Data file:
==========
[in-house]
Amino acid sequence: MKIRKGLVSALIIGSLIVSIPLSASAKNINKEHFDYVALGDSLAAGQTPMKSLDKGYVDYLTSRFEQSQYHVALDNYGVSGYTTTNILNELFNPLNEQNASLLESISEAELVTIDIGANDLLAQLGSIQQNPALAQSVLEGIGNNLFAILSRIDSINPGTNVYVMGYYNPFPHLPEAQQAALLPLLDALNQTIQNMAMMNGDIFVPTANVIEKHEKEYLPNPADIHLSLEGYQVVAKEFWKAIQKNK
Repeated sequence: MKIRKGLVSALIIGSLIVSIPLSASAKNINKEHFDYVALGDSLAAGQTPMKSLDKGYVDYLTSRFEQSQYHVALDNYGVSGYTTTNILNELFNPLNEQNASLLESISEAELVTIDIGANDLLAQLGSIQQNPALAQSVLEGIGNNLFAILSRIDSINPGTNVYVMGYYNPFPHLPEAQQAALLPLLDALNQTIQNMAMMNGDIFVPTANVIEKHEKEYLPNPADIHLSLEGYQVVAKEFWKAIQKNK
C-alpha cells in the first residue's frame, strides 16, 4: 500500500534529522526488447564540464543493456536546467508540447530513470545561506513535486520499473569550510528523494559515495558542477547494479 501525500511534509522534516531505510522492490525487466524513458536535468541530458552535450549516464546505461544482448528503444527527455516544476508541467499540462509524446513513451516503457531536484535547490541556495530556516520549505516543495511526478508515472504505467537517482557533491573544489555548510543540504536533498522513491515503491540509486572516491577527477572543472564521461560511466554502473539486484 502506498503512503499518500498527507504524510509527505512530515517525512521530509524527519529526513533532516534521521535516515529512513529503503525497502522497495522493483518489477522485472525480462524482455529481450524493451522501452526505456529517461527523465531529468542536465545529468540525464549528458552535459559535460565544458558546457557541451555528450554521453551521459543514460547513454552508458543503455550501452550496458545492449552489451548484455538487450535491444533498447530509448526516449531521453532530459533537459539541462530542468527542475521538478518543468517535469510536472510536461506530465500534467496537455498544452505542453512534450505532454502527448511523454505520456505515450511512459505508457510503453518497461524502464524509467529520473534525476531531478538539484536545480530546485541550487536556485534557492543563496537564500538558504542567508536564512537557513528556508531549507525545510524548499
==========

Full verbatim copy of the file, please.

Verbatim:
[in-house]
Amino acid sequence: MKIRKGLVSALIIGSLIVSIPLSASAKNINKEHFDYVALGDSLAAGQTPMKSLDKGYVDYLTSRFEQSQYHVALDNYGVSGYTTTNILNELFNPLNEQNASLLESISEAELVTIDIGANDLLAQLGSIQQNPALAQSVLEGIGNNLFAILSRIDSINPGTNVYVMGYYNPFPHLPEAQQAALLPLLDALNQTIQNMAMMNGDIFVPTANVIEKHEKEYLPNPADIHLSLEGYQVVAKEFWKAIQKNK
Repeated sequence: MKIRKGLVSALIIGSLIVSIPLSASAKNINKEHFDYVALGDSLAAGQTPMKSLDKGYVDYLTSRFEQSQYHVALDNYGVSGYTTTNILNELFNPLNEQNASLLESISEAELVTIDIGANDLLAQLGSIQQNPALAQSVLEGIGNNLFAILSRIDSINPGTNVYVMGYYNPFPHLPEAQQAALLPLLDALNQTIQNMAMMNGDIFVPTANVIEKHEKEYLPNPADIHLSLEGYQVVAKEFWKAIQKNK
C-alpha cells in the first residue's frame, strides 16, 4: 500500500534529522526488447564540464543493456536546467508540447530513470545561506513535486520499473569550510528523494559515495558542477547494479 501525500511534509522534516531505510522492490525487466524513458536535468541530458552535450549516464546505461544482448528503444527527455516544476508541467499540462509524446513513451516503457531536484535547490541556495530556516520549505516543495511526478508515472504505467537517482557533491573544489555548510543540504536533498522513491515503491540509486572516491577527477572543472564521461560511466554502473539486484 502506498503512503499518500498527507504524510509527505512530515517525512521530509524527519529526513533532516534521521535516515529512513529503503525497502522497495522493483518489477522485472525480462524482455529481450524493451522501452526505456529517461527523465531529468542536465545529468540525464549528458552535459559535460565544458558546457557541451555528450554521453551521459543514460547513454552508458543503455550501452550496458545492449552489451548484455538487450535491444533498447530509448526516449531521453532530459533537459539541462530542468527542475521538478518543468517535469510536472510536461506530465500534467496537455498544452505542453512534450505532454502527448511523454505520456505515450511512459505508457510503453518497461524502464524509467529520473534525476531531478538539484536545480530546485541550487536556485534557492543563496537564500538558504542567508536564512537557513528556508531549507525545510524548499